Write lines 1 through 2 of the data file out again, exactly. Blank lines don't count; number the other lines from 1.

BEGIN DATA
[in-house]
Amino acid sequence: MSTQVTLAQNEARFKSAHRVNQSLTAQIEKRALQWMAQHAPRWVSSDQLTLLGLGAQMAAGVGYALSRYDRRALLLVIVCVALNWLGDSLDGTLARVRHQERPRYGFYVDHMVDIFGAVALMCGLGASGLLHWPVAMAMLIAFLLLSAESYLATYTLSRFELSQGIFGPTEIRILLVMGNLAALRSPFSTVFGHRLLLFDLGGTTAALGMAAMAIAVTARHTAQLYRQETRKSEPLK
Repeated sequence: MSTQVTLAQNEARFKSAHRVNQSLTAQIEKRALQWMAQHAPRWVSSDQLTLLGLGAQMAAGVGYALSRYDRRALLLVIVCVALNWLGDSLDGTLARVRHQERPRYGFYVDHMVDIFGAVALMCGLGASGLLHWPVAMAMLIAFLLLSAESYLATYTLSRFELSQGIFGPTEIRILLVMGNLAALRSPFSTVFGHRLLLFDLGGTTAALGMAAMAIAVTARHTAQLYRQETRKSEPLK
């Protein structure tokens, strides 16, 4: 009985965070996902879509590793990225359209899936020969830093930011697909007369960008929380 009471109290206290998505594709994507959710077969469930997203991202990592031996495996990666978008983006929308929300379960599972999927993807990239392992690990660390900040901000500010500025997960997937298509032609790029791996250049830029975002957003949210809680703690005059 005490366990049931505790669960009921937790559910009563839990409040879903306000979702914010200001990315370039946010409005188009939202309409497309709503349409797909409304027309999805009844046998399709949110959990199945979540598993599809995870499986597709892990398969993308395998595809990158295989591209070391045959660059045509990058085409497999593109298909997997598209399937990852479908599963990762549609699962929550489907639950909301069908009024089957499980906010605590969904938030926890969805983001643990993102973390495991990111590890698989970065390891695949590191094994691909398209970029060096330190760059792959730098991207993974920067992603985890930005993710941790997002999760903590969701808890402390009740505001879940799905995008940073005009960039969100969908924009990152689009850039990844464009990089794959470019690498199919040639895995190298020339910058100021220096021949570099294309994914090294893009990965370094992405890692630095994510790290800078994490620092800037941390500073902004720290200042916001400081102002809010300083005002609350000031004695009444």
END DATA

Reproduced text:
[in-house]
Amino acid sequence: MSTQVTLAQNEARFKSAHRVNQSLTAQIEKRALQWMAQHAPRWVSSDQLTLLGLGAQMAAGVGYALSRYDRRALLLVIVCVALNWLGDSLDGTLARVRHQERPRYGFYVDHMVDIFGAVALMCGLGASGLLHWPVAMAMLIAFLLLSAESYLATYTLSRFELSQGIFGPTEIRILLVMGNLAALRSPFSTVFGHRLLLFDLGGTTAALGMAAMAIAVTARHTAQLYRQETRKSEPLK